36. Avocado pits (chopped up so they don’t sprout) (G)
  37. Wine corks (chop up so they decompose faster) (B)
  38. Moldy cheese (in moderation) (G)
  39. Melted ice cream (in moderation) (G)
  40. Old jelly, jam, or preserves (G)
  41. Stale beer and wine (G)
  42. Toothpicks (B)
  43. Bamboo skewers (break them into pieces) (B)
  44. Paper cupcake or muffin cups (B)

From the Bathroom

  1. Used facial tissues (B)
  2. Hair from your hairbrush (B)
  3. Trimmings from an electric razor (B)
  4. Toilet paper rolls (shredded) (B)
  5. Old loofahs (cut up, natural only) (B)
  6. Nail clippings (B)
  7. 100% latex or lambskin condoms (B)
  8. 100% cotton cotton balls (B)
  9. Cotton swabs made from 100% cotton and cardboard (not plastic) sticks (B)
  10. 100% cotton tampons and sanitary pads (including used) (B)
  11. Cardboard tampon applicators (B)
  12. Menstrual blood (G)
  13. Urine (G)

From the Laundry Room

  1. Dryer lint (from 100% natural fabrics only!) (B)
  2. Old cotton clothing and jeans (ripped or cut into small pieces) (B)
  3. Cotton fabric scraps (shredded) (B)
  4. Old wool clothing (ripped or cut into small pieces) (B)
  5. Old cotton towels and sheets (shredded) (B)

From the Office

  1. Bills and other plain paper documents (shredded) (B)
  2. Envelopes (shredded, minus the plastic window) (B)
  3. Pencil shavings (B)
  4. Sticky notes (shredded) (B)
  5. Old business cards (shredded, as long as they’re not glossy or embossed) (B)

Around the House

  1. “Dust bunnies” from wood and tile floors (B)
  2. Contents of your dustpan (pick out any inorganic stuff, like pennies and Legos) (B)
  3. Crumbs from under your couch cushions (again, pick out any inorganic stuff) (B)
  4. Newspapers (shredded or torn into smaller pieces) (B)
  5. Junk mail (shredded, remove coated paper and plastic windows) (B)
  6. Subscription cards from magazines (shredded) (B)
  7. Burlap sacks (cut or torn into small pieces) (B)
  8. Old rope and twine (chopped, natural, unwaxed only) (B)
  9. Leaves trimmed from houseplants (G)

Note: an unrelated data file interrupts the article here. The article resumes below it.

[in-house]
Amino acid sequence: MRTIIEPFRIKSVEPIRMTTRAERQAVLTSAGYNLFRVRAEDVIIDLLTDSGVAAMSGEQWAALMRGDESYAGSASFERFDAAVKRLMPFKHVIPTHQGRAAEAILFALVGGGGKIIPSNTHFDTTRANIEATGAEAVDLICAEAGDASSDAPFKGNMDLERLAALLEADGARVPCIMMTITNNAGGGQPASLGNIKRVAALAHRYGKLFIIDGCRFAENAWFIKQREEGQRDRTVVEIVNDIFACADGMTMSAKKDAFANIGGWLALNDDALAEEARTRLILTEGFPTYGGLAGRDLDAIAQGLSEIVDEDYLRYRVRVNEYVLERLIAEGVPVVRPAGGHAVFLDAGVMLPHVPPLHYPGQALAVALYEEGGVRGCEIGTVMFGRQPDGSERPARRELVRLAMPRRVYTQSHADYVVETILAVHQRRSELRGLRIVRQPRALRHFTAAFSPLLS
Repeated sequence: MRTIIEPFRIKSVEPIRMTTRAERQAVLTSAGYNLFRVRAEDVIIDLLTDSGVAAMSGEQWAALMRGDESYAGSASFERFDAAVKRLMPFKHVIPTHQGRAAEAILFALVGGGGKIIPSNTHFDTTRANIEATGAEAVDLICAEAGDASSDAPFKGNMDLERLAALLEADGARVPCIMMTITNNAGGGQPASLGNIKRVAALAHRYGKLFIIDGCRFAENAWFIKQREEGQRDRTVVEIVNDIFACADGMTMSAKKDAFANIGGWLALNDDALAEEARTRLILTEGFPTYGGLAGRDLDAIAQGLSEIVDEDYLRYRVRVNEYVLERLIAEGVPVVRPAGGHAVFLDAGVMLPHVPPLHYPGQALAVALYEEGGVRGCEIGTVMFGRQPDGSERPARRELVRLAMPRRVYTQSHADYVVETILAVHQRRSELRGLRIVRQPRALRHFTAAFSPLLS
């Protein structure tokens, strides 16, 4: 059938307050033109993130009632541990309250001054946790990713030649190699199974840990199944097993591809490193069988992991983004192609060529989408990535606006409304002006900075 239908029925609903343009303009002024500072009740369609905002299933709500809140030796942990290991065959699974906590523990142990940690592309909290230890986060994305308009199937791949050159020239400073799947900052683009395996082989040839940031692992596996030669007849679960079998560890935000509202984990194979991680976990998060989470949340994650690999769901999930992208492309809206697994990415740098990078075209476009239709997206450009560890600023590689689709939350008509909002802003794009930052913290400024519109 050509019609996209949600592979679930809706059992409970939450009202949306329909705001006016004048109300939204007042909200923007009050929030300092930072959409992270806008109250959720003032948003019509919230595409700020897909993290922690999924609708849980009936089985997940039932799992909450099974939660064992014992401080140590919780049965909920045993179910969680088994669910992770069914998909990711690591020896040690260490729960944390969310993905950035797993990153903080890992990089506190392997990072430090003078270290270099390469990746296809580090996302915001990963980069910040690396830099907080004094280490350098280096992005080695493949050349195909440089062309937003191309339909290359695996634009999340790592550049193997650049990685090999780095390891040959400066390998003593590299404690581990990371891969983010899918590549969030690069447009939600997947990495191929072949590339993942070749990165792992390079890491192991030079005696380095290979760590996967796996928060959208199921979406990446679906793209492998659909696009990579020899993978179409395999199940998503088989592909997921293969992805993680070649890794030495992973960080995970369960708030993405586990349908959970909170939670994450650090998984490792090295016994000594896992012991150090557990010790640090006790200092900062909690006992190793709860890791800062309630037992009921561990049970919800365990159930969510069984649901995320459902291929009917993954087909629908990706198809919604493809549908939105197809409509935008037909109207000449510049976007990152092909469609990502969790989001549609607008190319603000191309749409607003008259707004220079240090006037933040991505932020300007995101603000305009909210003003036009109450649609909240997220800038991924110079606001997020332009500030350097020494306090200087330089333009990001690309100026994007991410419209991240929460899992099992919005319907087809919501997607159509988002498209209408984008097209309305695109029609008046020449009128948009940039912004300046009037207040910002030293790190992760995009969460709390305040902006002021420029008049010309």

10. Dead houseplants and their soil (B)
  11. Flowers from floral arrangements (G)
  12. Natural potpourri (B)
  13. Used matches (B)
  14. Ashes from untreated wood burned in the fireplace, grill, or outdoor fire pits (in very small amounts) (B)
  15. Grass clippings (G)
  16. Dead autumn leaves (B)
  17. Sawdust (from plain wood that has NOT been pressure-treated, stained or painted) (B)

Party and Holiday Supplies

  1. Wrapping paper rolls (cut into small pieces) (B)
  2. Paper table cloths (shredded or torn into smaller pieces) (B)
  3. Crepe paper streamers (shredded) (B)
  4. Latex balloons (Make sure they are latex!) (B)
  5. Jack O’lanterns (smashed) (G)
  6. Those hay bales you used as part of your outdoor fall decor (broken apart) (B)
  7. Natural holiday wreaths (chop up with pruners first) (B)
  8. Christmas trees (chop up with pruners first, or use a wood chipper, if you have one…) (B)
  9. Evergreen garlands (chop up with pruners first) (B)
  1. Fur from the dog or cat brush (B)
  2. Droppings and bedding from your herbivorous pet rabbit, gerbil, hamster, etc. (Do NOT use dog or cat poop.) (G)
  3. Newspaper/droppings from the bottom of the bird or snake cage (G)
  4. Feathers (B)
  5. Horse, cow or goat manure (G)
  6. Alfalfa hay or pellets (usually fed to rabbits, gerbils, etc.) (B)
  7. Dry dog or cat food, fish pellets (B)

Just imagine if all of us kept so many things out of the landfills and returned their nutrients to the earth?

For a truly sustainable future that our great-grandchildren can thrive in, closing the nutrient cycle by composting is essential, or we will deplete our precious soils into dust. Good thing it is such an easy and frugal thing to do!

This article was excerpted from my book Sustainability Starts at Home – How to Save Money While Saving the Planet.


199 thoughts on “100 Things You Can (and Should) Compost”

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  1. I’m just going to suggest that a lot of items you described contain chemicals like cereal boxes (ink) or clothing (again, ink and dyes). I wouldn’t put that in my compost.

    1. Most inks used on cardboard these days are plant-based, usually made from soy. But most cardboard would do better as a base layer for sheet mulching, which is a form of composting.